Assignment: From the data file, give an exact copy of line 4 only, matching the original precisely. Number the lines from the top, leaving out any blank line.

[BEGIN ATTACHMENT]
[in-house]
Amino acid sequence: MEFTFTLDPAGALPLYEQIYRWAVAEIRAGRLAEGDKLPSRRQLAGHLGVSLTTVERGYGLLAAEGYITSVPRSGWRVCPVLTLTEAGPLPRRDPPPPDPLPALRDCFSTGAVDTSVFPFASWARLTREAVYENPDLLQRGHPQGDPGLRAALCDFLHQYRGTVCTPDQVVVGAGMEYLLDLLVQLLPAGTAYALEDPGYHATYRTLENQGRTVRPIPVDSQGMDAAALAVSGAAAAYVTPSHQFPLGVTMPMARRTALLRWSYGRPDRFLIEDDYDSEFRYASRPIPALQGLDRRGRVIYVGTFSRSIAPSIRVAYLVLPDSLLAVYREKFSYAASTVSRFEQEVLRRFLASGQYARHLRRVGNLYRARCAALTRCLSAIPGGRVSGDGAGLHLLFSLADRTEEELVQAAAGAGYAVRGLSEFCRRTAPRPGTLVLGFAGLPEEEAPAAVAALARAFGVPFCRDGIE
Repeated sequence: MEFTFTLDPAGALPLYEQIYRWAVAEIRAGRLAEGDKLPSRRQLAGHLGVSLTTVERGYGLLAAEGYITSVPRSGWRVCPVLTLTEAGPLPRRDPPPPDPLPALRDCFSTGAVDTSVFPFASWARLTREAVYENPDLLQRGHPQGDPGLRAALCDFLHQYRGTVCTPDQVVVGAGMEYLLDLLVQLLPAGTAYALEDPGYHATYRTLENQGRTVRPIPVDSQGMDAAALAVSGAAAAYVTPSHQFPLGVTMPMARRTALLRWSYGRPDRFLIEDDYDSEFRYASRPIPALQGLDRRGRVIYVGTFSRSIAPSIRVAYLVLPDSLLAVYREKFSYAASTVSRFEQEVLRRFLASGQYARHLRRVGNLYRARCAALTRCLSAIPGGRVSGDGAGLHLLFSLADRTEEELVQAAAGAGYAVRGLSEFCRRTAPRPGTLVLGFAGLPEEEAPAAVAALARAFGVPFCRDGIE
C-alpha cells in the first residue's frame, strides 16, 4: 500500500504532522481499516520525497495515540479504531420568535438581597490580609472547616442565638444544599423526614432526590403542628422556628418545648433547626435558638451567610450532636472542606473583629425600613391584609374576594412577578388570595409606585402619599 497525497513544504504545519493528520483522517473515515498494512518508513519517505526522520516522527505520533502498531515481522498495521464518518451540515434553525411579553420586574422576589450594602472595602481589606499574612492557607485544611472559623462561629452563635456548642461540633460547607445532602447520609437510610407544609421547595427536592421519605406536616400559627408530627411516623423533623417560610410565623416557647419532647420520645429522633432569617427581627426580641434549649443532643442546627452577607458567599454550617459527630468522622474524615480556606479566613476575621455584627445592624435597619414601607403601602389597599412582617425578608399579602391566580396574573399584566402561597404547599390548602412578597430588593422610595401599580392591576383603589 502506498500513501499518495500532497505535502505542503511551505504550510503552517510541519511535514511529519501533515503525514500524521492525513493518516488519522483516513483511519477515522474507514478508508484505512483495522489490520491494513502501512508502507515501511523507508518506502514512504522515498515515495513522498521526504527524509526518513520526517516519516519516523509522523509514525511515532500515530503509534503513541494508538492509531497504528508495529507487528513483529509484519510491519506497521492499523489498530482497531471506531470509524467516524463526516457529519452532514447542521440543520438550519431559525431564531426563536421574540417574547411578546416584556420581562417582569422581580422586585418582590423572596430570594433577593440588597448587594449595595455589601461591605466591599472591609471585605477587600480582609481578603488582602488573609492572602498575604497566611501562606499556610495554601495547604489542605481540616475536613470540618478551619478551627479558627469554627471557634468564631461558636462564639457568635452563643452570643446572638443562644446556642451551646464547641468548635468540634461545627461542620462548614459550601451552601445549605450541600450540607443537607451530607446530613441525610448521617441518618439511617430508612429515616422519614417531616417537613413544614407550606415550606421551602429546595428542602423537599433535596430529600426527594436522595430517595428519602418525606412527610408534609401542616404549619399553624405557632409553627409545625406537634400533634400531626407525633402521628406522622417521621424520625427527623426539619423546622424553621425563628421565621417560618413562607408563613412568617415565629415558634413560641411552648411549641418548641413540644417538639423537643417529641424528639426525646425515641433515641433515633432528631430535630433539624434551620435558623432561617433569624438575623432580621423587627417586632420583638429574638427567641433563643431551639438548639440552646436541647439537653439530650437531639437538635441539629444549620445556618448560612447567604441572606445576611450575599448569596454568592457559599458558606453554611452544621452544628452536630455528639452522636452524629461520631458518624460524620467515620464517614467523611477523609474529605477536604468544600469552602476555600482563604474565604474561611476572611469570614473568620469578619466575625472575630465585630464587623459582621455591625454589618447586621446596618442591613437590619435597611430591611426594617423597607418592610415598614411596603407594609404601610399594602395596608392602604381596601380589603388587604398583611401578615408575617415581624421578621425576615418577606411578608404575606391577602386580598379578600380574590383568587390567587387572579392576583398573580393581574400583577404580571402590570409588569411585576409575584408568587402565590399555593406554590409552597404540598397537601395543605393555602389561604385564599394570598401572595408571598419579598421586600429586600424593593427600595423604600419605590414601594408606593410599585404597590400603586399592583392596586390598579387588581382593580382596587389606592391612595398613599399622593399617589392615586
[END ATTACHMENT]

C-alpha cells in the first residue's frame, strides 16, 4: 500500500504532522481499516520525497495515540479504531420568535438581597490580609472547616442565638444544599423526614432526590403542628422556628418545648433547626435558638451567610450532636472542606473583629425600613391584609374576594412577578388570595409606585402619599 497525497513544504504545519493528520483522517473515515498494512518508513519517505526522520516522527505520533502498531515481522498495521464518518451540515434553525411579553420586574422576589450594602472595602481589606499574612492557607485544611472559623462561629452563635456548642461540633460547607445532602447520609437510610407544609421547595427536592421519605406536616400559627408530627411516623423533623417560610410565623416557647419532647420520645429522633432569617427581627426580641434549649443532643442546627452577607458567599454550617459527630468522622474524615480556606479566613476575621455584627445592624435597619414601607403601602389597599412582617425578608399579602391566580396574573399584566402561597404547599390548602412578597430588593422610595401599580392591576383603589 502506498500513501499518495500532497505535502505542503511551505504550510503552517510541519511535514511529519501533515503525514500524521492525513493518516488519522483516513483511519477515522474507514478508508484505512483495522489490520491494513502501512508502507515501511523507508518506502514512504522515498515515495513522498521526504527524509526518513520526517516519516519516523509522523509514525511515532500515530503509534503513541494508538492509531497504528508495529507487528513483529509484519510491519506497521492499523489498530482497531471506531470509524467516524463526516457529519452532514447542521440543520438550519431559525431564531426563536421574540417574547411578546416584556420581562417582569422581580422586585418582590423572596430570594433577593440588597448587594449595595455589601461591605466591599472591609471585605477587600480582609481578603488582602488573609492572602498575604497566611501562606499556610495554601495547604489542605481540616475536613470540618478551619478551627479558627469554627471557634468564631461558636462564639457568635452563643452570643446572638443562644446556642451551646464547641468548635468540634461545627461542620462548614459550601451552601445549605450541600450540607443537607451530607446530613441525610448521617441518618439511617430508612429515616422519614417531616417537613413544614407550606415550606421551602429546595428542602423537599433535596430529600426527594436522595430517595428519602418525606412527610408534609401542616404549619399553624405557632409553627409545625406537634400533634400531626407525633402521628406522622417521621424520625427527623426539619423546622424553621425563628421565621417560618413562607408563613412568617415565629415558634413560641411552648411549641418548641413540644417538639423537643417529641424528639426525646425515641433515641433515633432528631430535630433539624434551620435558623432561617433569624438575623432580621423587627417586632420583638429574638427567641433563643431551639438548639440552646436541647439537653439530650437531639437538635441539629444549620445556618448560612447567604441572606445576611450575599448569596454568592457559599458558606453554611452544621452544628452536630455528639452522636452524629461520631458518624460524620467515620464517614467523611477523609474529605477536604468544600469552602476555600482563604474565604474561611476572611469570614473568620469578619466575625472575630465585630464587623459582621455591625454589618447586621446596618442591613437590619435597611430591611426594617423597607418592610415598614411596603407594609404601610399594602395596608392602604381596601380589603388587604398583611401578615408575617415581624421578621425576615418577606411578608404575606391577602386580598379578600380574590383568587390567587387572579392576583398573580393581574400583577404580571402590570409588569411585576409575584408568587402565590399555593406554590409552597404540598397537601395543605393555602389561604385564599394570598401572595408571598419579598421586600429586600424593593427600595423604600419605590414601594408606593410599585404597590400603586399592583392596586390598579387588581382593580382596587389606592391612595398613599399622593399617589392615586